Arrhythmia: Tapping the Power of the Pig

Studying the possible causes of inherited arrythmias is difficult using genetically altered mice or cultured human cells. But in a research breakthrough, doctors at NYU Langone Medical Center in Manhattan have come up with a genetically engineered pig. Since pig hearts function much like those of humans, that has made their work much more effective, says David S. Park, MD, PhD an assistant professor of cardiology at NYU Langone.

Inherited arrhythmic syndromes, caused by mutations in a cardiac ion channel or structural protein, can be lethal. Though in general arrhythmias can be caused by structural heart problems or heart disease, the inherited form of the syndrome is hard to spot because EKGs and the heart structure are usually normal. Then the patient dies.

If researchers could find out exactly what happens at the molecular level to trigger these lethal interruptions in normal heart rhythms they might find ways to prevent or treat them.

Doctors at NYU Langone Medical Center in Manhattan say they have a promising new ally in that quest—a genetically engineered pig.

No longer limited to studying inherited arrhythmia in mouse models or in cultured human cells, the NYU team, led by Glenn Fishman, MD director of the Leon Charney Division of Cardiology at NYU Langone, and David Park, MD, PhD, assistant professor at the division, worked with an Iowa biotech firm, Exemplar Genetics to develop a pig that has the same arrhythmia-causing mutation as humans.

There are many advantages to having a large animal to use to study the syndrome, Park said in a recent interview. Though scientists have been able to introduce the mutation in the mouse genome, actually studying the arrhythmias it can trigger has been difficult.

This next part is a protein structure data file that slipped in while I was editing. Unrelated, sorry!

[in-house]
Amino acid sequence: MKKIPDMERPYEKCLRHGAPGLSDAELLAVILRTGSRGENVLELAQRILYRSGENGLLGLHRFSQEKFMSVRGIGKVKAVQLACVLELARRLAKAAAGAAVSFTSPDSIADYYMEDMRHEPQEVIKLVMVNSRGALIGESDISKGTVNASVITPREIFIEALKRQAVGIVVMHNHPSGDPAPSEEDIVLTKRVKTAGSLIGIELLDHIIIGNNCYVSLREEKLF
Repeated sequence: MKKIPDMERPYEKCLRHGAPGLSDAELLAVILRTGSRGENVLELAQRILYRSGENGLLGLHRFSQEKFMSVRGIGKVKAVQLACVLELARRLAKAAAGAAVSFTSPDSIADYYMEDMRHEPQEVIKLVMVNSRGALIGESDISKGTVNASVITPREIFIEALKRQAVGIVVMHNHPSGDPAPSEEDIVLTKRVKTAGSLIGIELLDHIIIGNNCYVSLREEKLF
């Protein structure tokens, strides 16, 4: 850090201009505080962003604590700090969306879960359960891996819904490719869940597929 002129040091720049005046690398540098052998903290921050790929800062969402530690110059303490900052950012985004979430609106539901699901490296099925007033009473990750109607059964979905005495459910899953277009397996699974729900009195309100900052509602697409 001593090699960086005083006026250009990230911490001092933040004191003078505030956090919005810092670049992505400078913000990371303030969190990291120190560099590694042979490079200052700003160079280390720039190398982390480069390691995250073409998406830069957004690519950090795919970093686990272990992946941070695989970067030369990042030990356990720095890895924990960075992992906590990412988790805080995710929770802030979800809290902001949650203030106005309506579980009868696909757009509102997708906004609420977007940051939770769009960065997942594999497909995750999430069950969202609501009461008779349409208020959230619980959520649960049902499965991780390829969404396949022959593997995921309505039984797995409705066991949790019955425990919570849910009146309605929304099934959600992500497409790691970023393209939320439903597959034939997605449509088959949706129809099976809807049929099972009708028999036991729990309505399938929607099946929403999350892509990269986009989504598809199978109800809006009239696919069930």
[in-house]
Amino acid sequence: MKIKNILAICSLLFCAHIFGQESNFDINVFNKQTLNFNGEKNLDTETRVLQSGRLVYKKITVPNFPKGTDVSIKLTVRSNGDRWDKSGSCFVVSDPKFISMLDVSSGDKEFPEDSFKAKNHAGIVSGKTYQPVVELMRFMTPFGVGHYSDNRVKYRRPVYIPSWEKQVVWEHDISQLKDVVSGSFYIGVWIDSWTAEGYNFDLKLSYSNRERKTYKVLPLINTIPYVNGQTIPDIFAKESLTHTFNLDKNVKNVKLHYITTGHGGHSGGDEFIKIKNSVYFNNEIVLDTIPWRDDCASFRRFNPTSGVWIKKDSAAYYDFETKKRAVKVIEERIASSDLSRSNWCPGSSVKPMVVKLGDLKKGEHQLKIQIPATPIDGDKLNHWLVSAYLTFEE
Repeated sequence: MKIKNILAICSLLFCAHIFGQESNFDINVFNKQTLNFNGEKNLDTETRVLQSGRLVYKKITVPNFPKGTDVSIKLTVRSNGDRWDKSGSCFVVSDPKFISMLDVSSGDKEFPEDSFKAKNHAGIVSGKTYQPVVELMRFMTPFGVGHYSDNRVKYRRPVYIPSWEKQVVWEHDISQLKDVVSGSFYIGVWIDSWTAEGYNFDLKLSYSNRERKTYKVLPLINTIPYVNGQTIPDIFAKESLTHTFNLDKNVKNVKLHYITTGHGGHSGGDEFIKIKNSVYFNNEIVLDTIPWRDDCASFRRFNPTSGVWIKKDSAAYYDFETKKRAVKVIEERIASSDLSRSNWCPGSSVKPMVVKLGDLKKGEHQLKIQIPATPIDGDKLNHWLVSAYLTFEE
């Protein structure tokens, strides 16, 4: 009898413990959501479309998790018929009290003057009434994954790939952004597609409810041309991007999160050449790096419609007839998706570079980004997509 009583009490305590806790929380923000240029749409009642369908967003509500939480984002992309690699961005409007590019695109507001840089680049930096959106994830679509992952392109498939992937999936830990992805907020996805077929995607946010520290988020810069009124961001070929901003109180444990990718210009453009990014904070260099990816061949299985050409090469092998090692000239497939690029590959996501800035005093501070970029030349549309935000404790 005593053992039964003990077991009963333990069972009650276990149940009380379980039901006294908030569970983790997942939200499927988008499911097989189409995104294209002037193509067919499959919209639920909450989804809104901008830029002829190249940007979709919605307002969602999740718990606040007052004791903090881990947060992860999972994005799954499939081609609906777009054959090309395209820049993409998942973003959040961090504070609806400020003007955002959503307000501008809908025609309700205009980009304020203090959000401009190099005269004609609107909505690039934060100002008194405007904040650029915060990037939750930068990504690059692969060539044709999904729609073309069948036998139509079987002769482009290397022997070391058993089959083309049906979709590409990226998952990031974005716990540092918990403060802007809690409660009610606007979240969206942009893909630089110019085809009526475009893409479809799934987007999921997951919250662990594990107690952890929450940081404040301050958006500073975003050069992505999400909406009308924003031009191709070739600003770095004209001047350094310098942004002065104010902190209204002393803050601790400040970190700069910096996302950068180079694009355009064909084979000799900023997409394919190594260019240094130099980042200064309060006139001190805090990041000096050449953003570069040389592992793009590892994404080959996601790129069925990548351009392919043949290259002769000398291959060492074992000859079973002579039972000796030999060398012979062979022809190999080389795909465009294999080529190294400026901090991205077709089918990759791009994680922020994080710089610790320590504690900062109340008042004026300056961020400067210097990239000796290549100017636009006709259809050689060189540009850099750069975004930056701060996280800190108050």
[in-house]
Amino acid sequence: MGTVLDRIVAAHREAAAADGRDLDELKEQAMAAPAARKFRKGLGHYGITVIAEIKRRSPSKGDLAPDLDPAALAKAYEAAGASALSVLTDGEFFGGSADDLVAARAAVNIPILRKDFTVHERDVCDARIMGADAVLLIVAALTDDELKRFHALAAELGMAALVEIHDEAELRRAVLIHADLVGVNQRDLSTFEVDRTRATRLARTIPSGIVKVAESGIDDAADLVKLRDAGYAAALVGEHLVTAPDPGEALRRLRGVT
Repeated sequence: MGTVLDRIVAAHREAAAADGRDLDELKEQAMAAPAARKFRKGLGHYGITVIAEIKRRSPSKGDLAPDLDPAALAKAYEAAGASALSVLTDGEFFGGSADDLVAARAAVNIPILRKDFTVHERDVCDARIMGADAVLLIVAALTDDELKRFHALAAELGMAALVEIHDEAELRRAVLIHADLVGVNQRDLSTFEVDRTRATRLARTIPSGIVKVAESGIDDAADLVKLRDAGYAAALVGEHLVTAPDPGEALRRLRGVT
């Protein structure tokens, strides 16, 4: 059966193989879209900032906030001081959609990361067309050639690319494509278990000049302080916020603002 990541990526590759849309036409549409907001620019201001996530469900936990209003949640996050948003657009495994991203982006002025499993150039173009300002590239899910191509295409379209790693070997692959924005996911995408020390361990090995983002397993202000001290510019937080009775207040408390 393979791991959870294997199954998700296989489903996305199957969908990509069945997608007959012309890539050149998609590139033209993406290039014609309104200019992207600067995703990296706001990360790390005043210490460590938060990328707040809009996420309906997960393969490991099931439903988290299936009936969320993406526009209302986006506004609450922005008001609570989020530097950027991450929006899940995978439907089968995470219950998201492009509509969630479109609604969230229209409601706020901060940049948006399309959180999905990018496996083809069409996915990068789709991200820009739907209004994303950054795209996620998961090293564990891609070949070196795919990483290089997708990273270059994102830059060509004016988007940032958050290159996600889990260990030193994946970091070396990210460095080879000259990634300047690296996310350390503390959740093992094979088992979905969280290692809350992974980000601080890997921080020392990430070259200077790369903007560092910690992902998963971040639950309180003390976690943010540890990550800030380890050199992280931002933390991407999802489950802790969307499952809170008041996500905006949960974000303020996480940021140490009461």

“The heart is a very complex 3-dimensional structure,” Park said, “If you show a mouse EKG to a cardiologist they wouldn’t even understand how to categorize the things that are happening—when does activation begin and end? or when repolarization starts—it’s all happening on top of each other in the mouse.”

But with a pig, it’s a different story, Park said.

It is a large animal with a heart that has been studied for decades in cardiac research.

“You have a pig EKG and any cardiologist can read it,” he said, “It looks like a human EKG and that is the power of the pig.”

The similarity means researchers can “challenge the pig” by putting it through situations likely to affect the heart, such as situations that trigger a vagal response. In theory that could include mimicking unhealthy habits of humans.

“We can give them large meals, we can get them drunk, we can exercise them,” he said. All are events known to be associated with arrhythmias in people with inherited arrhythmias. The researchers also can induce fever, known to cause some lethal events in this patient population.

Then the real work begins—looking at what has happened on the molecular level with a goal of finding ways to interrupt or reverse that process.

So far treatment for lethal arrythmia is limited to defibrillation, while there are many ways to treat other arrhythmias including drugs and ablation.

The researchers published their initial findings on channelopathies, disease-causing mutuations in cardiac ion channels, in the Journal of Clinical Investigation in Dec. 2014.

Park discusses the research in the videos below.